5 Reasons Why Tumblr Is Better Than Twitter…For Fashion Week

In the fashion world, there are up-and-coming designers, models, and styles. In the social media world, there are up-and-coming web sites, services, and blog platforms. Luckily for fashion fans, the talent on display for New York’s fabulous Fashion Week is colliding with the rapidly expanding Tumblr platform to provide great coverage of the event. Sure, Twitter has lots of sources providing quick updates on the action, but here are five reasons why Tumblr is better at the Fashion Week game.

1. Better Layout

Tumblr is built on the idea that multimedia is interesting, encouraging users to include pictures, quotes, audio clips, and video clips along with their text. Sure, Twitter has just overhauled its site to embed multimedia, but Tumblr was specifically created with that idea in mind — its graphics and emphasis on themes are just better suited for the visually stunning event that is Fashion Week. Check out Sara Zucker’s fashion blog for proof of how Tumblr allows you to integrate gorgeous runway photos in a streamlined, aesthetically pleasing way.

2. You Get the Whole Picture

The multimedia angle of Tumblr is not only easy on the eyes, but makes intellectual sense, too. Fashion week is about fashion, but also fashion analysis. And Tumblr helps you get there, by letting bloggers showcase their views in a way that best fits the spirit of Fashion Week. For example, the DesignerSocial Tumblr includes slideshows on its blog, so that when you read “There was nary a white piece in their entire collection….on the contrary, it was all major texture and very heavy earth tones” you can see what the writer means by viewing the clothes above without a single click of your mouse.

3. The Great Creative Aura

Fashion week is all about creativity and inspiration — it’s an art form. So are the blogs that people create on Tumblr. Again, the emphasis on Tumblr themes, which are templates to make your blog beautiful, helps in this arena. And so the people who are attracted to Tumblr are likely more creative types in the first place, who are then by default better suited to blog about Fashion Week.

Tumblr itself is also committed to supporting the creative arts, which it makes clear with the topics in its directory (incidentally, another useful thing about Tunblr). The platform’s directory has a whole page dedicated to Fashion that highlights blogs on the topic. Some of the other directory categories, like Photographers, Creative Writing, and Filmmakers are also telling of Tumblr’s support for artistically driven people.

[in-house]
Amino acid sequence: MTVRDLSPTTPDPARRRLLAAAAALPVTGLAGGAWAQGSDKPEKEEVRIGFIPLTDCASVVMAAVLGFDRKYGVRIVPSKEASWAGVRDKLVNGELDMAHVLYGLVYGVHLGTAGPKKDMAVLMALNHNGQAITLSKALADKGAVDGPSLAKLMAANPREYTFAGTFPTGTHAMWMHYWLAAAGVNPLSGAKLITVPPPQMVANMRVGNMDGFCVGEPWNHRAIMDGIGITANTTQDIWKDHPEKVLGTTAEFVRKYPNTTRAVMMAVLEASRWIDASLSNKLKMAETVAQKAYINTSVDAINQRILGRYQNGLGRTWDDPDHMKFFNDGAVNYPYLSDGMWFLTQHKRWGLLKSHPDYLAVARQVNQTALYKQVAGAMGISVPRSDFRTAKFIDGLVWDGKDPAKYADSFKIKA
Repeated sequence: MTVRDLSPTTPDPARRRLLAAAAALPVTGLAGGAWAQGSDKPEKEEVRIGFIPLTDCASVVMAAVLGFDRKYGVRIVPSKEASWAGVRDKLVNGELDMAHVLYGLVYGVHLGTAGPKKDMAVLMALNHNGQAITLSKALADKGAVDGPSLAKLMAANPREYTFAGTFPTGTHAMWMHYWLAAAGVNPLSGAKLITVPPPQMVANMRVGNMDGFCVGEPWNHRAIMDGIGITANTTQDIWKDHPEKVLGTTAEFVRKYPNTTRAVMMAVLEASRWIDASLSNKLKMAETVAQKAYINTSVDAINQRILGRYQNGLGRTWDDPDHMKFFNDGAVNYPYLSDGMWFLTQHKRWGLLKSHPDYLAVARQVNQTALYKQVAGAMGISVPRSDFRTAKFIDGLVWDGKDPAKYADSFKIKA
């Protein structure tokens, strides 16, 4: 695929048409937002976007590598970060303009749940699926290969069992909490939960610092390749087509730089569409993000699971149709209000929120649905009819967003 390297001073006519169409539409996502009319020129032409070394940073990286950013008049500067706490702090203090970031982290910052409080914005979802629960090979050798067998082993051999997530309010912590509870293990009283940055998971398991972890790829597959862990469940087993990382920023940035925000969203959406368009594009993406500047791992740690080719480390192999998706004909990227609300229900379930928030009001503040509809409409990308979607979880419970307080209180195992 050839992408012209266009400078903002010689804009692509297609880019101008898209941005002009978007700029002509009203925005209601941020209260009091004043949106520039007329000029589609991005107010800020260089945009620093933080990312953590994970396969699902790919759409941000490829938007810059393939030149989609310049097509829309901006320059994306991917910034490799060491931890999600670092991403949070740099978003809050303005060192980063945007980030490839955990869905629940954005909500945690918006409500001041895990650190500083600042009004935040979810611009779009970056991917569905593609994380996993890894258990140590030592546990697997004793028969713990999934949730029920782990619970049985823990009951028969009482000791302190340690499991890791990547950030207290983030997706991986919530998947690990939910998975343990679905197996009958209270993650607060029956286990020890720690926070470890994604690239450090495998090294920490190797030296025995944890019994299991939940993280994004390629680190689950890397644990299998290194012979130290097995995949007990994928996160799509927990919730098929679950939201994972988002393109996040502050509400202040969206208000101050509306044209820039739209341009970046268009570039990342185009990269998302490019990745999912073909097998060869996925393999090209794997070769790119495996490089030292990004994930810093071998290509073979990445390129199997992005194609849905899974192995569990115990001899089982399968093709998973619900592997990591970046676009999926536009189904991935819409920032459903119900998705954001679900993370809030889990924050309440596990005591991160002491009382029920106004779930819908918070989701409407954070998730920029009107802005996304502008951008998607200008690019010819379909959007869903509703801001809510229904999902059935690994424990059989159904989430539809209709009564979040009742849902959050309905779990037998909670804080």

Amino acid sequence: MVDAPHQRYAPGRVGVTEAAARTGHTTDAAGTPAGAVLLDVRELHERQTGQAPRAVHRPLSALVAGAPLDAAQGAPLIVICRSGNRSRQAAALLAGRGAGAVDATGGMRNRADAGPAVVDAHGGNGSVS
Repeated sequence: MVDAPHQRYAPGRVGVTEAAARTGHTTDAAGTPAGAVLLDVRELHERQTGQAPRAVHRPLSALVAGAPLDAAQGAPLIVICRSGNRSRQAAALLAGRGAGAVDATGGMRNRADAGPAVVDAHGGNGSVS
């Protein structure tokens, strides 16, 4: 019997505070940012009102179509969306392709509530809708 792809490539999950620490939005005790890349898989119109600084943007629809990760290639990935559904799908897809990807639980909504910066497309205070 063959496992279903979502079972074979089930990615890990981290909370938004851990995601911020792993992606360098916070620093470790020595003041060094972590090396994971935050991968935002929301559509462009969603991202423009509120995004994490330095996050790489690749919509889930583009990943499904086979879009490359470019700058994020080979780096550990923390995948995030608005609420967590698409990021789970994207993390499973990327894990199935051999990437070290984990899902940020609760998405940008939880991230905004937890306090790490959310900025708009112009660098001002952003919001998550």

4. Instant Judgment

We’ve all played this game on Twitter: You click on someone’s account because you think you might be interested in what they have to say, but then you see that they have 6 followers and 10 tweets so far and you instantly discredit them as a flaky, unworthy source. What if that person is new on the scene, has some great insight to offer about New York’s glittering runways, and had only just started? It’s easy to judge a Twitter account by it’s cover and pass over it, but that’s hard to do on Tumblr.

Tumblr blogs either grab you or they don’t, but it won’t be because of a prominent statistic about too few followers or a completely bare bones layout (you know, when a Twitter user just has the bird icon as his or her picture?).

5. That Independent Vibe…

Twitter is everywhere. Every corporate page and blog and e-mail signature, every smartphone, every bookmark list features this microblogging site. And sure, it’s great for following many things from celebrity gossip to sports events. But if you’re a true fashionista, New York Fashion Week is about scouting out new collections, using your well-trained eye to discern what is beautiful, what is functional, and what is fun on the runway. Sure it’s a huge event attended by huge crowds, but isn’t it all about your individual thoughts on the fashion in front of you?

After sitting and interacting with people at the shows all day, it suddenly becomes much more appealing to read about Fashion Week in the Tumblr world rather than the enormous monster world of Twitter. It never hurts to check in and see what people are tweeting (“Model trips on runway and flashes audience!”), but a chance to step out of a 20,000 person conversation and into an intimate, carefully tailored blog is like a breath of fresh air.